Controversial book featuring England's first pornographic prose sells at Derbyshire auction for nine times estimate
A copy of one of the most prosecuted and banned books in history - regarded as the first English pornographic prose - has sold for nine times its estimate at auction in Derbyshire.
Memoirs of the Life of Miss Fanny Hill, The Career of A Woman of Pleasure, London, by John Cleland was first published in 1749.
But it was banned from publication in America until 1966 and in the UK until 1970 and was once considered immoral and without literary merit.
A 139-year-old copy, dating back to around 1880, was found by chance by Jim Spencer, antiquarian books expert at Derbyshire’s Hansons Auctioneers. It went into auction with an estimate of £40-£60 but was contested to £360 - nine times its low estimate.
Mr Spencer said: “I wasn’t surprised to see this book do well. We had strong interest prior to the sale. It sold to a private UK buyer.
“I came across it at our saleroom near Derby when I was cataloguing a box of cigarette cards. It was one of the most prosecuted and banned books in history, the first English pornographic prose. It contained a 1960s newspaper article relating to police raids at a Manchester firm which had published around 20,000 copies of the book.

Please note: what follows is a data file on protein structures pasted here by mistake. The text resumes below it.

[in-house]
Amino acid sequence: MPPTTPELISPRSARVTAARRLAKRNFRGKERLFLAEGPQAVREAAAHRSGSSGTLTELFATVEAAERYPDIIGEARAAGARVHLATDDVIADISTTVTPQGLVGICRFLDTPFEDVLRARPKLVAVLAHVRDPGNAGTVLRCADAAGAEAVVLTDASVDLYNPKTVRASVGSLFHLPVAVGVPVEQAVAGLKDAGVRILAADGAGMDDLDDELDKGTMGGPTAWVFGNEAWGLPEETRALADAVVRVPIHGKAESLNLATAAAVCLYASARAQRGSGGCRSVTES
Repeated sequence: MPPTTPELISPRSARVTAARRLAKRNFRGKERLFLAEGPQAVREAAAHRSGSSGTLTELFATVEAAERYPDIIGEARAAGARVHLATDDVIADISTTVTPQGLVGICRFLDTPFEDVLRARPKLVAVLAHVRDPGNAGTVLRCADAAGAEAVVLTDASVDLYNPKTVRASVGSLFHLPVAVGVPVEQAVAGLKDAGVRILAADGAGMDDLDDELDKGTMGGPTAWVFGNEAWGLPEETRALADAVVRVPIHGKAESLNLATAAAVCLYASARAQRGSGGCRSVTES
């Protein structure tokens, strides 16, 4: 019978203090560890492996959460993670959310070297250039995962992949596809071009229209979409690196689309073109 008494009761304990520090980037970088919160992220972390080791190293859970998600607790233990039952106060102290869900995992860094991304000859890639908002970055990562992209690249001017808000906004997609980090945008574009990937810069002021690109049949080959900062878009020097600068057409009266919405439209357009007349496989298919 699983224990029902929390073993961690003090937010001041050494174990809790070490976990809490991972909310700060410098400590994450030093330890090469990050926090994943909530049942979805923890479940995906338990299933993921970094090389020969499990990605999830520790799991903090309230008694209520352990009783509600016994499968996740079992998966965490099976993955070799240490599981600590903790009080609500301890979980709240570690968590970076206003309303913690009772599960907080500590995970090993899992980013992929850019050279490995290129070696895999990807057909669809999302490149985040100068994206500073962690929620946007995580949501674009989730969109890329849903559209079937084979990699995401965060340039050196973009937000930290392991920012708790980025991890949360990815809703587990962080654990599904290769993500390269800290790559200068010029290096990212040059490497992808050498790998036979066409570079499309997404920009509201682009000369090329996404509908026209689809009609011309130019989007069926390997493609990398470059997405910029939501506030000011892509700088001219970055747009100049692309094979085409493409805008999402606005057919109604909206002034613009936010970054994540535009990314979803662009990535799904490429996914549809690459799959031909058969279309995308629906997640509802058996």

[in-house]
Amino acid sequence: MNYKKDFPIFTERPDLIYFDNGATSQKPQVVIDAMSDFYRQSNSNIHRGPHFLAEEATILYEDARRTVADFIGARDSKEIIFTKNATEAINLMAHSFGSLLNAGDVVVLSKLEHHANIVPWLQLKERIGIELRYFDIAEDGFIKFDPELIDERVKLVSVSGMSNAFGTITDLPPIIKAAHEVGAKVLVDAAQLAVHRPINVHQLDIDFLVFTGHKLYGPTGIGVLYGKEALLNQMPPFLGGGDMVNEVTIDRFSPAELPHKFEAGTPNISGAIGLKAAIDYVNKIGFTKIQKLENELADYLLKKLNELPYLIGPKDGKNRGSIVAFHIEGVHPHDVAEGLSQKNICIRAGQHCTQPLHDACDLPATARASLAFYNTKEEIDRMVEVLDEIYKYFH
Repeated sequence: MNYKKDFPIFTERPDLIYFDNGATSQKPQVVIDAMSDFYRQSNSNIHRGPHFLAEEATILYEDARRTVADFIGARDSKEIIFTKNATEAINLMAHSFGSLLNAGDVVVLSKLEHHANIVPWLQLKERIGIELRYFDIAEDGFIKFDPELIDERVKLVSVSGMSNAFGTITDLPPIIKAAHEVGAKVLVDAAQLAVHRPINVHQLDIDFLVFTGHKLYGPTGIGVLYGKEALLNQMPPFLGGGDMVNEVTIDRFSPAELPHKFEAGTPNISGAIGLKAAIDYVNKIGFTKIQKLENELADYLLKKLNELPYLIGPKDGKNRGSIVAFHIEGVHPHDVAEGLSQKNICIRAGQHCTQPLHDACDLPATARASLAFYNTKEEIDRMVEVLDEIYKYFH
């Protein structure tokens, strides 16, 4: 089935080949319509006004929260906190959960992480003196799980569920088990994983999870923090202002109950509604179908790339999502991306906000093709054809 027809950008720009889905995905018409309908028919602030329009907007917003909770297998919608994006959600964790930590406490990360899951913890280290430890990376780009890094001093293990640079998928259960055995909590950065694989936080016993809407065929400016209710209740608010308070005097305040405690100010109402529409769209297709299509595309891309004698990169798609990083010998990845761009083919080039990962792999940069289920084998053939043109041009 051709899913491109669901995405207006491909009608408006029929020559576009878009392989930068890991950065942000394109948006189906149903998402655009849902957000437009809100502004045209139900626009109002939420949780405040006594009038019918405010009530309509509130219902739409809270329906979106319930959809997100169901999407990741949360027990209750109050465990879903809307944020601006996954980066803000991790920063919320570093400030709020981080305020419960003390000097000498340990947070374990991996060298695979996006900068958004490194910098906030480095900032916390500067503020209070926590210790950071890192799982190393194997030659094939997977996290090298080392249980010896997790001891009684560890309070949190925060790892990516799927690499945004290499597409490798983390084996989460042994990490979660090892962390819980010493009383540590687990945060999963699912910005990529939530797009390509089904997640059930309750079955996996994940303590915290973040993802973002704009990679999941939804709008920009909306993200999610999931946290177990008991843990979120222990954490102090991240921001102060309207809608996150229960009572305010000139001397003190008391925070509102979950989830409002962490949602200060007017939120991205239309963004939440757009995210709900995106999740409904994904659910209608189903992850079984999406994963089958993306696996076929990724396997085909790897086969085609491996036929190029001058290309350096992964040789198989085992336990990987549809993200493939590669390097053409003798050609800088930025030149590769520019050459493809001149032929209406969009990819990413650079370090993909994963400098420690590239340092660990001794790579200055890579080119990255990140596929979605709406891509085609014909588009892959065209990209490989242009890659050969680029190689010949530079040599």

“Fanny Hill has been shrouded in controversy for most of its 271-year life. It was banned from publication in America until 1966 and in the UK until 1970. It was once considered immoral and without literary merit, even earning its author a jail sentence for obscenity.”
The book tells the story of Fanny Hill, a young Lancashire woman who loses both parents to smallpox, moves to London seeking domestic work and gets coaxed into prostitution. Fanny enjoys her work and eventually finds true love and wealth.
Mr Spencer said: “Today Fanny Hill is considered an important piece of political parody and sexual philosophy. It stands as one of the great works of 18th century fiction for its unique combination of parody, erotica and philosophy of sensuality.
“Some of the terminology in the book raises a smile. Cleland boasted that he could write a sexually exciting story without using a single foul word. Instead he conjured up descriptions such as Red Headed Champion, The Engine of Love Assaults, Stiff Staring Truncheon and Sturdy Stallion.”
Cleland, who sold the story for £21 in 1748, was summoned before the Privy Council for licentiousness when it was published in 1749. He escaped punishment by pleading poverty.
Seven years later, a bookseller was put in pillory for publishing it and, in the 1960s, a judge banned the book in New York. However, the New York Supreme Court later ruled it was not obscene.